I woke up before dawn and set off to the meeting spot where the tour bus would pick me up, since it didn't stop at my hotel. Luckily, I left a significant time buffer, because I walked all over the place and couldn't find the location I was supposed to be. I finally had to stop at an early morning cafe and ask directions. It turned out that my hotel is on an angled intersection rather like the letter V, and I took the wrong branch, so I was a block away by the time I got to the wide end.
That settled, the bus driver picked up the other passengers, and we left Sydney just as the sun was coming up. It was really something to see the view of the Opera House at sunrise from the Harbor Bridge.
We drove quite a long way, the driver/guide talking the entire time. This was the first tour I had taken where the guide drove the bus. Unlike the previous day, when most of the passengers fell asleep on the way, everyone was alert and attentive to what he had to say. He made it a point to address questions to all the various passengers, as there were only about ten of us. We finally arrived at Port Stephens, where I found a sign that points you toward the essentials.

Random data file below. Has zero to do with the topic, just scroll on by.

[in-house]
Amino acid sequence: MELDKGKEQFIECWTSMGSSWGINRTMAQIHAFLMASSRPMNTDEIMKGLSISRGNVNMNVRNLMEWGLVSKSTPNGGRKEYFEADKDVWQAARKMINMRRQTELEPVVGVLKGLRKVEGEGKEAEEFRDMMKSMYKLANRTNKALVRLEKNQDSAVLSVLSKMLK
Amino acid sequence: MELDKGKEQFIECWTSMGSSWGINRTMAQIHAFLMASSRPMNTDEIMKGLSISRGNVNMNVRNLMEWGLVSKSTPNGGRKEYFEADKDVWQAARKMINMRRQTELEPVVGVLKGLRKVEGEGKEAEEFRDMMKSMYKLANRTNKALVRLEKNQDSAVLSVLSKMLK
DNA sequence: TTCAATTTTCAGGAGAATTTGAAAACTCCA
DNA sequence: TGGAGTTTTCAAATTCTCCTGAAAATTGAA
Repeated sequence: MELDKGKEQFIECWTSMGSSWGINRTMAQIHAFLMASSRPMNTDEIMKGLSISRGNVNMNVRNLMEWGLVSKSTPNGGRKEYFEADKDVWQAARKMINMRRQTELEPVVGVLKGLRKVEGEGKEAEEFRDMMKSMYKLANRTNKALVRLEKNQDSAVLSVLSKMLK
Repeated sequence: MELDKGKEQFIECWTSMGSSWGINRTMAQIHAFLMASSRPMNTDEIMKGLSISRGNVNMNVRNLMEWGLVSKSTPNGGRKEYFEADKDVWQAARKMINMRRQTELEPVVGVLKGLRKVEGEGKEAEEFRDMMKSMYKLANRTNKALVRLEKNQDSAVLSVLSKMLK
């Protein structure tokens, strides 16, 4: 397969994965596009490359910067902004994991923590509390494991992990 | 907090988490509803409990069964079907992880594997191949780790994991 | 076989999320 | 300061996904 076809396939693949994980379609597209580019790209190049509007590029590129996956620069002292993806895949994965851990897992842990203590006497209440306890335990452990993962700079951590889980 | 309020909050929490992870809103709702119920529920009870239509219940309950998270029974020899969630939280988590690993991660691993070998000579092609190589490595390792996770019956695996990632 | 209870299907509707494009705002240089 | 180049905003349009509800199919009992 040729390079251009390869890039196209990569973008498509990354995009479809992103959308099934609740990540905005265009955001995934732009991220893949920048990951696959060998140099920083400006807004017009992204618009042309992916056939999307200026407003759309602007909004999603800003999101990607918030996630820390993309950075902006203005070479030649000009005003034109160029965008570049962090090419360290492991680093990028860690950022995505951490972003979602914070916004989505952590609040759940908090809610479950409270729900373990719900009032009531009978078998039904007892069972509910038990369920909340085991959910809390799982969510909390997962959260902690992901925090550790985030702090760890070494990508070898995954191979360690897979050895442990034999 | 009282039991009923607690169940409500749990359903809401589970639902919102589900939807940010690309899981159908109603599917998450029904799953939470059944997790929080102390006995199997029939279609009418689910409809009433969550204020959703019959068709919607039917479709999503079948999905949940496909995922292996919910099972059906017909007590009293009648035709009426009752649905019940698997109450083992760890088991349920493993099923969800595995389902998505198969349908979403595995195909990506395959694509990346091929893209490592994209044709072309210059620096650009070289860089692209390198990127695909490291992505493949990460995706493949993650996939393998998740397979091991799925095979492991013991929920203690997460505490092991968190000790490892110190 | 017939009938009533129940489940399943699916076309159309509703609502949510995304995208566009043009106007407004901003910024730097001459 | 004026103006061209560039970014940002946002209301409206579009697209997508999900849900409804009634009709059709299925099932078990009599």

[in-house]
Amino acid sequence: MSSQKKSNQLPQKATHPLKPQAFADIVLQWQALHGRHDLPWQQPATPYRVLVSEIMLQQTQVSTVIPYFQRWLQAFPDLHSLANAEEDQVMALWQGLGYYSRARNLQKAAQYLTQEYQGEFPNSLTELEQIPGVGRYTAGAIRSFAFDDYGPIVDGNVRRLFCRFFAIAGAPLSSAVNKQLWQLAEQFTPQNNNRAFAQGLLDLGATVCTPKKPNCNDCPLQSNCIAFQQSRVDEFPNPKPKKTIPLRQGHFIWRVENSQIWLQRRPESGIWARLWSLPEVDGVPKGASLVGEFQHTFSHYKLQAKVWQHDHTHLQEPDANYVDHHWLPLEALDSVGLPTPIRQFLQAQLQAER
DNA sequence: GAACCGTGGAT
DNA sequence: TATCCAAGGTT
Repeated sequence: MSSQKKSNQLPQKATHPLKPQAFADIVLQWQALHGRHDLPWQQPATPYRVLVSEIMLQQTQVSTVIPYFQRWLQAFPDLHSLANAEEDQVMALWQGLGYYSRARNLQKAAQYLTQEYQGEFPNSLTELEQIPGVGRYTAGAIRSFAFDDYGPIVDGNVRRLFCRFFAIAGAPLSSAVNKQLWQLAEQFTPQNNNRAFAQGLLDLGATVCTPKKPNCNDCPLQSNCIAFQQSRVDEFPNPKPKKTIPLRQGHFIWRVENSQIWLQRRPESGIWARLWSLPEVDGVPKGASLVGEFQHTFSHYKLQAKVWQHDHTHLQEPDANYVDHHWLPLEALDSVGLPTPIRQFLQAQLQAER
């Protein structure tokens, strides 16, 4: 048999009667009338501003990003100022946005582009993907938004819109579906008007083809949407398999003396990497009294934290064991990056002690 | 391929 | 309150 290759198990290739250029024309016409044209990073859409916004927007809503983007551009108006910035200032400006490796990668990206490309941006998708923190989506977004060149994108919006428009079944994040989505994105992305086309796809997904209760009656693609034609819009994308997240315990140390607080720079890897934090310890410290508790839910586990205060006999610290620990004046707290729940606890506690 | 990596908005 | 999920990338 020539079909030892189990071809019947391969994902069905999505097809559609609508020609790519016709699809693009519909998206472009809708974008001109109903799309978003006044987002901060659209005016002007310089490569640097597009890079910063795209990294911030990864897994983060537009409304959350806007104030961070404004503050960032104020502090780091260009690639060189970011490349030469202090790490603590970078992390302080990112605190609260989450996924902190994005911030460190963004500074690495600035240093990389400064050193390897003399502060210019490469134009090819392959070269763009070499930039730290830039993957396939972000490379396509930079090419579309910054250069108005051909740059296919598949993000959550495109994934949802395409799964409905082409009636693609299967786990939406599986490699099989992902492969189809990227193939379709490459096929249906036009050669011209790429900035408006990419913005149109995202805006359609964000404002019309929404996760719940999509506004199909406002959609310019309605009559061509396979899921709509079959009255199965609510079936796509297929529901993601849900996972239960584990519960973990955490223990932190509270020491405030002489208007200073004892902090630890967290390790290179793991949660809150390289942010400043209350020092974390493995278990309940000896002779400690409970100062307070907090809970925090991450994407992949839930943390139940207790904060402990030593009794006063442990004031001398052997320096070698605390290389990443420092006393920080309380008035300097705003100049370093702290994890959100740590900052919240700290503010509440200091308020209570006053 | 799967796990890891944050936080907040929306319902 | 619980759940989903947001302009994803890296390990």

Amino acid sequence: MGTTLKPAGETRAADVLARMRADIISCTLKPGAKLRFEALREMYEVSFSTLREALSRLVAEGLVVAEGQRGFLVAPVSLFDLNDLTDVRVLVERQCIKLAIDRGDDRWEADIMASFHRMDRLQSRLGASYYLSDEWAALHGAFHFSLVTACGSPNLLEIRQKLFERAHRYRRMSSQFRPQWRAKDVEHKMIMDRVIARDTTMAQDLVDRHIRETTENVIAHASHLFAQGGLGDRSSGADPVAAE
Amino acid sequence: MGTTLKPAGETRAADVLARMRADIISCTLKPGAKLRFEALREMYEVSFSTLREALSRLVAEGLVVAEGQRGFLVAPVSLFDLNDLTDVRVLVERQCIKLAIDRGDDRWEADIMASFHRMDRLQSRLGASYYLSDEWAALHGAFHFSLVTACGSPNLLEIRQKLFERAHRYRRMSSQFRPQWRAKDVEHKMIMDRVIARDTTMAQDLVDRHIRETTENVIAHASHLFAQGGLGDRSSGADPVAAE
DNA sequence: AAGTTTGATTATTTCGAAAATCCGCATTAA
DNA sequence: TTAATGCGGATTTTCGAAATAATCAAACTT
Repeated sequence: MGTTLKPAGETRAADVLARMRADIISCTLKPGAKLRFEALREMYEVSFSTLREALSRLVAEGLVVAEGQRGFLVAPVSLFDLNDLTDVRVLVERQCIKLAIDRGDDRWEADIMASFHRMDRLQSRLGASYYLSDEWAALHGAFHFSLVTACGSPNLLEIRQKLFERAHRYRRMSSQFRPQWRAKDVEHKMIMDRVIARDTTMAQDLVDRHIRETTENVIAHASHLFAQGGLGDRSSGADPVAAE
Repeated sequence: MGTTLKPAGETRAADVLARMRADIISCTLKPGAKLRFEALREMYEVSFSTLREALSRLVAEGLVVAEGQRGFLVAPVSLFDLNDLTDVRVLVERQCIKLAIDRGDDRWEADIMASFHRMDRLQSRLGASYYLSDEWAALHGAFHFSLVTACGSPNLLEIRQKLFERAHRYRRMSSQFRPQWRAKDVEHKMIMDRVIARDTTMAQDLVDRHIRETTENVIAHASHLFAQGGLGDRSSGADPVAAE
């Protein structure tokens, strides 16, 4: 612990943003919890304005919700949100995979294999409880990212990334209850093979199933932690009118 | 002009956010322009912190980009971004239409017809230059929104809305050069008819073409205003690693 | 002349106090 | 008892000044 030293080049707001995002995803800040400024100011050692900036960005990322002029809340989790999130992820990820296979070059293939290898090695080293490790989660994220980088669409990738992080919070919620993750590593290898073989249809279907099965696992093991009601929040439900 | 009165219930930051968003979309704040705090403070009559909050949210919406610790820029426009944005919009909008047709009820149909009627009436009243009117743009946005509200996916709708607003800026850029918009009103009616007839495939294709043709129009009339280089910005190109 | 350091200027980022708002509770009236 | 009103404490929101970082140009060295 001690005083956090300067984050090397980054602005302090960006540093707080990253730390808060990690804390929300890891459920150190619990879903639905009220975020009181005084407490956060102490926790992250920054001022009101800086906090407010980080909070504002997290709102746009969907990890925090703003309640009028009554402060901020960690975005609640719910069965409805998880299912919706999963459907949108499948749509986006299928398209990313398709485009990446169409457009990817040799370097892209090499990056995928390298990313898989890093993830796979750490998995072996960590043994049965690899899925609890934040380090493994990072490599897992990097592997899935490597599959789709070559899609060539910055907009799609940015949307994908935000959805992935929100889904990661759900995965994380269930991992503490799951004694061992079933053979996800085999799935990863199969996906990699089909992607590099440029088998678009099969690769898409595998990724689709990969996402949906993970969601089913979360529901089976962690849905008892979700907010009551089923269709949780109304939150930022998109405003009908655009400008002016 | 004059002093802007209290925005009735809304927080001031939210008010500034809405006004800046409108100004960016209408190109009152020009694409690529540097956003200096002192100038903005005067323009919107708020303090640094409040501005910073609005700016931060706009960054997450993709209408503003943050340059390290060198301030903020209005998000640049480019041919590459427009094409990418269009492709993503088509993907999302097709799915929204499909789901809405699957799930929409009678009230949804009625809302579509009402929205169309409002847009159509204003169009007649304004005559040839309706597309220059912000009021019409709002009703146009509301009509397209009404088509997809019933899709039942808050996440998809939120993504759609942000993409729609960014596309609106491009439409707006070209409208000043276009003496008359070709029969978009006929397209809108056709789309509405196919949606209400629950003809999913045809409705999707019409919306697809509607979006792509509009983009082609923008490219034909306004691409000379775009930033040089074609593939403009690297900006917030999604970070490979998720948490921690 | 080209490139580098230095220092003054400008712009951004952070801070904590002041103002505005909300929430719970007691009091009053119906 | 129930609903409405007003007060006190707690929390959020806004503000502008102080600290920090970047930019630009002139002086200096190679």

Contrary to what one might expect from the sign, we did not go there for the chocolate. Rather, we went there for wild dolphin watching [video file]. These particular dolphins are completely wild; they are not fed by humans, and there are rules about how many boats can watch them for how long each day. The boats have to chug around searching for the dolphins by sight. We were quite lucky to encounter two large, playful pods. Some of the dolphins even entertained themselves swimming under the boat.
We had lunch aboard the boat, but that wasn't nearly the end of our trip. Next, the driver took us to a nearby area with sand dunes. We frolicked about in the sand for a while, even sledding down the slopes. I was hesitant at first, imagining that the sand would feel like, well, sandpaper, but it was actually extremely soft when digging hands through it. After we had our fill of that, we went down to the beach where all the sand had originated and waded around looking for shellfish.
The driver next took us to an area famous for wild koalas. We all got out of the bus and scanned the trees one by one until at last someone spotted a koala high in a tree. After leaving there, the driver told us to scan the fields along the sides of the road for wild kangaroo (which act remarkably like the deer in Michigan, it seems). He thought the season was probably still too early to see any, but we did glimpse one hopping across a field.
Finally, we concluded the tour by having a wine-tasting at a local winery. I enjoyed their dessert wine, but I already had too much luggage even to think of buying some. On the way home, the driver explained that his tour company uses a portion of the trip fee to do things like plant trees for koalas or donate to natural disaster relief efforts. I must say that, of all the tours I took during my stay, I liked this one the most.